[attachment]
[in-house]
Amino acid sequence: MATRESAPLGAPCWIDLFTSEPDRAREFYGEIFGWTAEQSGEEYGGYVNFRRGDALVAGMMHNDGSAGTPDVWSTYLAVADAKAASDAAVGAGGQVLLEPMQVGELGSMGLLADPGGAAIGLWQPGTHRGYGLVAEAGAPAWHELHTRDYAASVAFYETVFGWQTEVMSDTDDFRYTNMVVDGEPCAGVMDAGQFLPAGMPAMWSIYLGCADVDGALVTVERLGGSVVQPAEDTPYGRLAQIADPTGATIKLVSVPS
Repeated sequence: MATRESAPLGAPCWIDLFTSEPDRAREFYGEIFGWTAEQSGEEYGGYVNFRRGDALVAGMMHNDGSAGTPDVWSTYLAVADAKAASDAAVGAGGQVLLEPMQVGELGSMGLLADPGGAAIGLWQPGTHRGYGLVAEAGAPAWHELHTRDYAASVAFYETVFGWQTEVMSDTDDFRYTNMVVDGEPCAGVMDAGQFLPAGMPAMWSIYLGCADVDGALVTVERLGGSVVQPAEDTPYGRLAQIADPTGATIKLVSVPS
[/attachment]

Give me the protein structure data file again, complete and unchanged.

[in-house]
Amino acid sequence: MATRESAPLGAPCWIDLFTSEPDRAREFYGEIFGWTAEQSGEEYGGYVNFRRGDALVAGMMHNDGSAGTPDVWSTYLAVADAKAASDAAVGAGGQVLLEPMQVGELGSMGLLADPGGAAIGLWQPGTHRGYGLVAEAGAPAWHELHTRDYAASVAFYETVFGWQTEVMSDTDDFRYTNMVVDGEPCAGVMDAGQFLPAGMPAMWSIYLGCADVDGALVTVERLGGSVVQPAEDTPYGRLAQIADPTGATIKLVSVPS
Repeated sequence: MATRESAPLGAPCWIDLFTSEPDRAREFYGEIFGWTAEQSGEEYGGYVNFRRGDALVAGMMHNDGSAGTPDVWSTYLAVADAKAASDAAVGAGGQVLLEPMQVGELGSMGLLADPGGAAIGLWQPGTHRGYGLVAEAGAPAWHELHTRDYAASVAFYETVFGWQTEVMSDTDDFRYTNMVVDGEPCAGVMDAGQFLPAGMPAMWSIYLGCADVDGALVTVERLGGSVVQPAEDTPYGRLAQIADPTGATIKLVSVPS